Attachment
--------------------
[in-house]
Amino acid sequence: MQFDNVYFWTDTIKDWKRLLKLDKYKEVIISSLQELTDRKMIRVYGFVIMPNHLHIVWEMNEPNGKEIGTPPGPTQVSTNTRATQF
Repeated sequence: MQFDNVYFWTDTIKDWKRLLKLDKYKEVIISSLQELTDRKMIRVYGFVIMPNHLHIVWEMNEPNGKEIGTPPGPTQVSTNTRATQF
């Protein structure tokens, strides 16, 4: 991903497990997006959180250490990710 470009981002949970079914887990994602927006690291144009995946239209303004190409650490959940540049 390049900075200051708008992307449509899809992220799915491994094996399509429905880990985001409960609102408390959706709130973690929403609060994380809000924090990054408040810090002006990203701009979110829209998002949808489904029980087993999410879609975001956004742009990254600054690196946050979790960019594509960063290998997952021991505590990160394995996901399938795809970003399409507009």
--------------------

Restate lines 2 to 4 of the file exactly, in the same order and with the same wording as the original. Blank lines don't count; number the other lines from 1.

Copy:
Amino acid sequence: MQFDNVYFWTDTIKDWKRLLKLDKYKEVIISSLQELTDRKMIRVYGFVIMPNHLHIVWEMNEPNGKEIGTPPGPTQVSTNTRATQF
Repeated sequence: MQFDNVYFWTDTIKDWKRLLKLDKYKEVIISSLQELTDRKMIRVYGFVIMPNHLHIVWEMNEPNGKEIGTPPGPTQVSTNTRATQF
């Protein structure tokens, strides 16, 4: 991903497990997006959180250490990710 470009981002949970079914887990994602927006690291144009995946239209303004190409650490959940540049 390049900075200051708008992307449509899809992220799915491994094996399509429905880990985001409960609102408390959706709130973690929403609060994380809000924090990054408040810090002006990203701009979110829209998002949808489904029980087993999410879609975001956004742009990254600054690196946050979790960019594509960063290998997952021991505590990160394995996901399938795809970003399409507009």